Second, Deputy Warden Littlejohn disagreed that the email shows his declaration was false. He contended that he “did not intend his e-mail as an order to Captain Pirtle that Mr. Littler be shot or that he be shot at point-blank range.” Filing No. 191 at 2. Instead, he “believed Captain Pirtle was simply asking for advice as to what she should do, and he gave her his recommendation.” Filing No. 191 at 2. He also asserted that the term “cell extraction” is a term of art that does not include the use of a pepperball gun, thus his denial of involvement or participation in just the cell extraction was not false. Filing No. 191 at 3.

         Deputy Warden Littlejohn also stated that he was not aware of the email until his recollection was refreshed by the Court's show cause order, as his counsel did not make him aware of it when it was found during discovery. Nevertheless, he reconfirmed that all the statements in his declaration remain true. Filing No. 191 at 3.

         In addition, Deputy Warden Littlejohn's declaration affirmatively stated that the “only order” he gave was for Phillip Littler's cell to be inspected weekly for the safety and security of the facility. Filing No. 88-2 at 3 (emphasis added). His directive to Captain Pirtle “lets shoot him, ” Filing No. 174-1 at 6, undermines that statement, and Deputy Warden Littlejohn's response to that challenge was that he was not giving an “order” in the email.

         Deputy Warden Littlejohn's response is troubling. Instead of simply admitting that he made false statements in his declaration, he asks the Court to believe both that he was unaware of a critical email regarding the event when he signed his declaration (implying this was a simple mistake), and yet he argues that email does not change anything-his statements just so happened to be true if read in a highly technical manner.

         Moreover, because Deputy Warden Littlejohn twice reaffirmed the truth of his declaration even after he was aware of the email, the Court need not delve into whether Deputy Warden Littlejohn was aware of the email when he signed his declaration. Deputy Warden Littlejohn passed on the opportunity to amend or withdraw his declaration even after he was aware of the email, so he has assured the Court his statements in the declaration are true. Unfortunately, they are not.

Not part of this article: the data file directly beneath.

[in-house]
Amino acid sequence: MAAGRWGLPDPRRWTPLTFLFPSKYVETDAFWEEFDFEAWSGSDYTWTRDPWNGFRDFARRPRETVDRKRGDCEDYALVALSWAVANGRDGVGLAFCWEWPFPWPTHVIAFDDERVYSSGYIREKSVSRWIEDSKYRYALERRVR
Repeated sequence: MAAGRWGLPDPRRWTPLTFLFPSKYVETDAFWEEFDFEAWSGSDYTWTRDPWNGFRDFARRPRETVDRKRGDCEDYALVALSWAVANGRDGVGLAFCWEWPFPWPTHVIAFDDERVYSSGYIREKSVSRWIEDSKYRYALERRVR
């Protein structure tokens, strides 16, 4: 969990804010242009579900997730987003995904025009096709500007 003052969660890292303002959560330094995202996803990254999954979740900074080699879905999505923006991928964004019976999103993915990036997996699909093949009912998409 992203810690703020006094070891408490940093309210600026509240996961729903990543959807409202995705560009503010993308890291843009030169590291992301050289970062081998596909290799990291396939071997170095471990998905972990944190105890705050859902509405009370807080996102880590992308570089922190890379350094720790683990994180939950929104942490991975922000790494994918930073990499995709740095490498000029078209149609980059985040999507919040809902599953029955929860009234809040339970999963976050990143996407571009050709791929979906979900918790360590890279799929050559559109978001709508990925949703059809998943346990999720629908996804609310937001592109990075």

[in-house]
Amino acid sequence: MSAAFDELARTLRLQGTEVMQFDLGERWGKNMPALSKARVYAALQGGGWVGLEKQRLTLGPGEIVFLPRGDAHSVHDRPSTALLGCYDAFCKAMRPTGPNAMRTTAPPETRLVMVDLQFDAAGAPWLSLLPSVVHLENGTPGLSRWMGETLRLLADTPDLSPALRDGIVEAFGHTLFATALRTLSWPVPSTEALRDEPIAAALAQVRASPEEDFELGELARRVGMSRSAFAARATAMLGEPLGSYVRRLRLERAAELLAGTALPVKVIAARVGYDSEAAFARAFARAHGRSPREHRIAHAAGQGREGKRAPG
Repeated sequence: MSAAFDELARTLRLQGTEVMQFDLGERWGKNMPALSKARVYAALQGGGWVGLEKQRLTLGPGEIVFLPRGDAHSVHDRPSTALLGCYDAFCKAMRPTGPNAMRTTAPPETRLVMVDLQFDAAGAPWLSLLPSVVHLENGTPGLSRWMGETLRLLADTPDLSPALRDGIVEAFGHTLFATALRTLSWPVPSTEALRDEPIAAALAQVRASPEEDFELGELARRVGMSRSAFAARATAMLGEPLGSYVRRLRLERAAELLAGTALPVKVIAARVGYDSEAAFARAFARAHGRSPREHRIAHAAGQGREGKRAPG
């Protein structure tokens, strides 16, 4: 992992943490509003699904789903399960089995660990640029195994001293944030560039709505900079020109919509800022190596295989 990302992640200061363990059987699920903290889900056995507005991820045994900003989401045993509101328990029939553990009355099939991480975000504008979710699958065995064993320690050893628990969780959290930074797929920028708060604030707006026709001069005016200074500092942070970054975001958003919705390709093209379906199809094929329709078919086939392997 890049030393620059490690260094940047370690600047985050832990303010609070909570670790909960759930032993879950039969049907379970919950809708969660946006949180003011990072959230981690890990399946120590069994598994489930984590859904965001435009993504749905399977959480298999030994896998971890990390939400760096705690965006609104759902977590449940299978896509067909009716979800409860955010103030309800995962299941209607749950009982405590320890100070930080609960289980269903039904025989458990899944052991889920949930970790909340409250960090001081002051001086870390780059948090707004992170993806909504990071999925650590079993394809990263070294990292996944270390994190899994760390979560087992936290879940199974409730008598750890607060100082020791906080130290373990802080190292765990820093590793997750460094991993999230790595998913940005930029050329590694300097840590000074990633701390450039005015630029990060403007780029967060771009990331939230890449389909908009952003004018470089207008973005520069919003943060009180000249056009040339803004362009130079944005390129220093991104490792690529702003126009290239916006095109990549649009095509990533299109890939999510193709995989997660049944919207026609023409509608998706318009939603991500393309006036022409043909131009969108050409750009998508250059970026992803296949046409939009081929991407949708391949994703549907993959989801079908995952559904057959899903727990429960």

B. Deputy Warden Littlejohn Falsely Stated in His Declaration That He Was Not Directly Involved in the Cell Extraction

         On their face, it is difficult to square Deputy Warden Littlejohn's sworn statements that he was “not directly involved” in, did not “order, ” and did “participate” in the cell extraction with his email exchange with Captain Pirtle. This email was specifically about how to remove Mr. Littler from the shower cell. Filing No. 174-1 at 6. And Deputy Warden Littlejohn responded, “I'm in a giving mood so instead of the team let's shoot him.” Filing No. 174-1 at 6. His attempts during the hearing to explain how his sworn statements remained true despite the content of his email exchange lacked credibility.

         His primary contention is that the term “cell extraction” is a term of art that does not include use of pepper spray or the pepperball gun. It is, at minimum, highly suspect that only now does Deputy Warden Littlejohn attest that “cell extraction” is a term of art referring only to the use of the cell extraction team and does not include the use of chemical spray or the pepperball gun. Urging this narrow reading allows him to argue that his sworn statements-that he was not “directly involved” and did not “participate” in the “cell extraction”-are accurate. However, this is not how either Deputy Warden Littlejohn or his counsel used the term in his declaration or summary judgment brief.

         Three different uses of force were at issue in this case-the use of chemical spray, a pepperball gun, and the physical removal of Mr. Littler from the shower by the cell extraction team-but in his declaration Deputy Warden Littlejohn only disclaims direct involvement or participation “in the cell extraction.” Filing No. 88-2 at 3. His counsel, after acknowledging the other uses of force, states only that “Defendant[] Littlejohn . . . did not witness or participate in the cell extraction.” Filing No. 90 at 5. If “cell extraction” as used in his declaration did not include the two earlier uses of force, Deputy Warden Littlejohn could not have moved for summary judgment on all of Mr. Littler's claims. But he did, which shows that he and his counsel construed the term “cell extraction” as broader than just the use of the cell extraction team. Indeed, Deputy Warden Littlejohn answered in the affirmative when asked whether he knew his declaration would be used to argue he was “not involved, not only in the cell extraction process, but in the deployment of the PepperBall system[.]” Filing No. 235 at 80. Deputy Warden Littlejohn only urged this narrower reading of the term when the critical email came to light that was inconsistent with his declaration.